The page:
Sales of Signify’s UV-C products continue to slump

Nov. 10, 2022
Demand for surface-oriented wares is slow, following obsolescence. Air disinfection lines also sluggish.

If you were going to craft an advertising pitch, it probably wouldn’t be: “Obsolete products for sale! Get your obsolete products!” So it’s no surprise that Signify has revealed that sales of UV-C wares are slumping, given that earlier this year the company declared part of the line as "obsolete" under an accounting definition regarding inventory that brings in revenue.

Back in 2020, during the early days of the COVID-19 pandemic, Signify mobilized a major ramp-up of UV-C lighting products, launching 12 families aimed at eradicating the SARS-CoV-2 virus on air, surfaces,  and objects. UV-C had been proven to deactivate the virus at specific dosage.

But in the ensuing two years, there were indications that sales were slow. Signify CEO Eric Rondolat made his strongest acknowledgment of that in early August, when on a second-quarter financial results call he told analysts that the company had declared surface-oriented disinfection products as "obsolete". 

The obsolescence was later explained as an accounting move a write-off reflecting poor demand for the surface products, as it became clear that COVID-19 spreads primarily through air rather than via surfaces. But Signify emphasized at the time that it was not discontinuing the surface products. Rather, it would continue to sell them, even though they were termed obsolete.

On Signify's third-quarter results call two weeks ago, Rondolat made no mention of how well or poorly the surface disinfection products are selling. The subject was notably missing from the conversation, given the prominence it had only three months earlier.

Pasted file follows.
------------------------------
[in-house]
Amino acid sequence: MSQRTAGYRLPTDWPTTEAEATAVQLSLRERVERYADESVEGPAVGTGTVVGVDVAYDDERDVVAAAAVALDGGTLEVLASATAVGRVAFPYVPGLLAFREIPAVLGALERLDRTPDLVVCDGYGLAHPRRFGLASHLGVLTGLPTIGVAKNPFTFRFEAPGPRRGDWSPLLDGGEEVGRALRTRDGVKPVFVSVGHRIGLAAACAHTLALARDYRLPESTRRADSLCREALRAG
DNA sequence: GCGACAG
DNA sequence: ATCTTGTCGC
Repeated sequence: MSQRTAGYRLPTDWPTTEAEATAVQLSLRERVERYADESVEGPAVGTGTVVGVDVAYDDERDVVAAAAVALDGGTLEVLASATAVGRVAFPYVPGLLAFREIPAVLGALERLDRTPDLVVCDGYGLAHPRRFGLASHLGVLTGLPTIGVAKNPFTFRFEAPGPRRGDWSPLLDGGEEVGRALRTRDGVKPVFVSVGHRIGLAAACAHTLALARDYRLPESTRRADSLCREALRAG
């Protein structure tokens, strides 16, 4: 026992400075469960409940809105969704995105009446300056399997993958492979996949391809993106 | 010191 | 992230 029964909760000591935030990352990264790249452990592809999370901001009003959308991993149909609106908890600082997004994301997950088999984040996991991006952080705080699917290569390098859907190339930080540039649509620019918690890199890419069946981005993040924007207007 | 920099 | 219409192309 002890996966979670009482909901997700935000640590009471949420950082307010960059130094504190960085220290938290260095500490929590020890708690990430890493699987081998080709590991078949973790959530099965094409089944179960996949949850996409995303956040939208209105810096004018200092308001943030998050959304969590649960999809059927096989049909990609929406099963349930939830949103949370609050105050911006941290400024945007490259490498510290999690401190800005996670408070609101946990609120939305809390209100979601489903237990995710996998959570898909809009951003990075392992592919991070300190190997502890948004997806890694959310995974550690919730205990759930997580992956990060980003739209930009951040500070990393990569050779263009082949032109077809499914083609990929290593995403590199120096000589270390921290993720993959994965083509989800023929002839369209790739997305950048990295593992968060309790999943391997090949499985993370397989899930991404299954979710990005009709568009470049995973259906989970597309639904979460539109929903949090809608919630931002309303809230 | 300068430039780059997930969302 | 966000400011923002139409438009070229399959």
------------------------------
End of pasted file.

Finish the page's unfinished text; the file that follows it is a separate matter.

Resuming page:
So LEDs Magazine asked for an update.

“We continue to see reduced demand for specific surface ranges,” a spokesperson replied. “This reflects the demand shift towards upper-air disinfection devices as knowledge of the COVID-19 virus progressed and it became clearer that most transmission is through the air.”

It seems also that hopes might be fading for the line in general, be it air, surface, or object disinfection. 

“With the pandemic impact decreasing in many geographies, demand for air disinfection solutions has also declined,” the spokesperson said. 

Still, “we have not discontinued any UV-C lines,” she added.

Although Signify has since 2020 had some notable deployments with UV-C fixtures, such as at an Edeka Clausen supermarket in Hamburg, Germany, at a London rugby stadium and others, it seems as though the products that it positioned for a big role in alleviating the COVID health crisis are on the wane.

Editor's note: LEDs Magazine has seen a reduction in UV-C-related announcements within the lighting sector but continued industry debate and discussion about far-UV as well as visible-light disinfection. Stay tuned for more on those topics in the coming months.

MARK HALPER is a contributing editor for LEDs Magazine, and an energy, technology, and business journalist ([email protected]).

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About the Author

Mark Halper | Contributing Editor, LEDs Magazine, and Business/Energy/Technology Journalist

Mark Halper is a freelance business, technology, and science journalist who covers everything from media moguls to subatomic particles. Halper has written from locations around the world for TIME Magazine, Fortune, Forbes, the New York Times, the Financial Times, the Guardian, CBS, Wired, and many others. A US citizen living in Britain, he cut his journalism teeth cutting and pasting copy for an English-language daily newspaper in Mexico City. Halper has a BA in history from Cornell University.